Banking sector welcomes decision to set up asset agency


BANKS' REACTION:THE DECISION to create a National Asset Management Agency (Nama) was welcomed by representatives from the sector yesterday, in sharp contrast to Opposition politicians.

A spokesman for AIB said it welcomed the support the Government was giving the banking sector, but added that there was a lot of detail that had to be worked through.

A spokesman for Bank of Ireland said it welcomed the announcement as it did the decision to extend the Government guarantee of bank liabilities. In his Budget speech, Minister for Finance Brian Lenihan said the Government was to put a State guarantee in place for the future issuance of debt securities with a maturity of up to five years.

“Bank of Ireland will actively engage with the NTMA and the Government to explore how these initiatives will apply to Bank of Ireland and assist in continuing to support customers, aiding economic recovery and, over time, rebuilding value for stockholders.”

Pat McArdle, economist with Ulster Bank, said the announcement was welcome “but does not answer any of the big issues which are, what will the price be and how will this affect bank capital, two issues which have bedevilled such schemes in other countries.”

Turlough O’Sullivan of employers’ group Ibec said that, on balance, it supported “the establishment of a National Asset Management Agency and believes the measure will further stabilise the banking sector and will help re-establish lending to businesses and households. It is critical that this is done in such a way that taxpayers’ interests are protected”.

Isme, which represents small and medium-sized businesses, said the establishment of the agency was a welcome development if it stabilised the sector and re-established lending to businesses. Chambers Ireland said the agency, if managed correctly, could underpin the national banking system and deliver enhanced credit flows at reasonable terms for businesses and the economy.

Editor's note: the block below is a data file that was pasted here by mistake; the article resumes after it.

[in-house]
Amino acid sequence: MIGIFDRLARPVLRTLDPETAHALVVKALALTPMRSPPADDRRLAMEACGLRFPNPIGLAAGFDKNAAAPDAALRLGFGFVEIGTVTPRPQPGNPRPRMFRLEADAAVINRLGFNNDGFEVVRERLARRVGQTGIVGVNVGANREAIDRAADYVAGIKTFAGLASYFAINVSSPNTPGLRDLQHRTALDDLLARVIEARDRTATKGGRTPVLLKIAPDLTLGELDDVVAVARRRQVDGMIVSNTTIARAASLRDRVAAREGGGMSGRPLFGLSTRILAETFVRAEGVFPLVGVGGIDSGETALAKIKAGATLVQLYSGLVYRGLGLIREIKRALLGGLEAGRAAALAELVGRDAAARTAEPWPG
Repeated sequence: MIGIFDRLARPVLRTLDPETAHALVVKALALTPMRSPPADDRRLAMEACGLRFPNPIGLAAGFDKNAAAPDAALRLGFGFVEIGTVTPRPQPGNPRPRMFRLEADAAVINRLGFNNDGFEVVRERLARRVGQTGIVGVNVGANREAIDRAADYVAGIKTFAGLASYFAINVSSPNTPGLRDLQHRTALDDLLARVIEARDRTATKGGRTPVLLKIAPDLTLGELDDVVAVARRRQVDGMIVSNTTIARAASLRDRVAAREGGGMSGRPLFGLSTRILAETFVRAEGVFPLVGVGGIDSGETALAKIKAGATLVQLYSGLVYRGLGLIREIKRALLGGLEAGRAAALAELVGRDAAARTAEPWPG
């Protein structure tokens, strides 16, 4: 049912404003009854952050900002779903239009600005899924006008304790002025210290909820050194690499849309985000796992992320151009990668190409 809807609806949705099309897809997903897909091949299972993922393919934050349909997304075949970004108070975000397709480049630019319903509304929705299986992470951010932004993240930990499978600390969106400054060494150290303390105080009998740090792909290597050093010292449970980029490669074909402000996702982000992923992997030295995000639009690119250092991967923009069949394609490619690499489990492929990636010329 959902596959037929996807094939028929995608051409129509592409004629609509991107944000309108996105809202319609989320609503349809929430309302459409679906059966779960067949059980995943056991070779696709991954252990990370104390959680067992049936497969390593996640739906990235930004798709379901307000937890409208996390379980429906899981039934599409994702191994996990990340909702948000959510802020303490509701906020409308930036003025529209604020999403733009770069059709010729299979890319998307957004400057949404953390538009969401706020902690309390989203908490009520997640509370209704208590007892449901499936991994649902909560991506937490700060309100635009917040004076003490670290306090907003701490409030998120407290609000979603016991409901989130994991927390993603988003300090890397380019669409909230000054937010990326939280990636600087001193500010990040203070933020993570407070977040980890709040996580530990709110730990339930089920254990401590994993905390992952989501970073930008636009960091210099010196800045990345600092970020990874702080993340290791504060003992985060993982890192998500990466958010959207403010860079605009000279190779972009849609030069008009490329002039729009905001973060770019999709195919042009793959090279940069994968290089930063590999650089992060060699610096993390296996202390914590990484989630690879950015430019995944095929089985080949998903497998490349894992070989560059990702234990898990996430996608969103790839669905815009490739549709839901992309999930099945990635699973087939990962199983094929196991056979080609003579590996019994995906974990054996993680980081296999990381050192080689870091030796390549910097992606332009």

Joe Carr, managing partner with business advisers Mazars, said the Government was putting all its “scarce eggs” into this one intervention basket. “They need to do much more to explain why this sector is so important and how it will benefit both business and the consumer. This is a big decision and needs to work.”

He said the only area of the economy where the State was intervening was banking, and questioned whether more State intervention was not required. “It is clear that the Government is following a strategy which assumes that the free market will lead us into economic recovery.”

Siptu president Jack O’Connor said the agency “represents the socialisation of the toxic debt accumulated by the banks through reckless lending and contrasts sharply with the imposition of the 2 per cent levy and the doubling of the health levies on middle and lower income families”.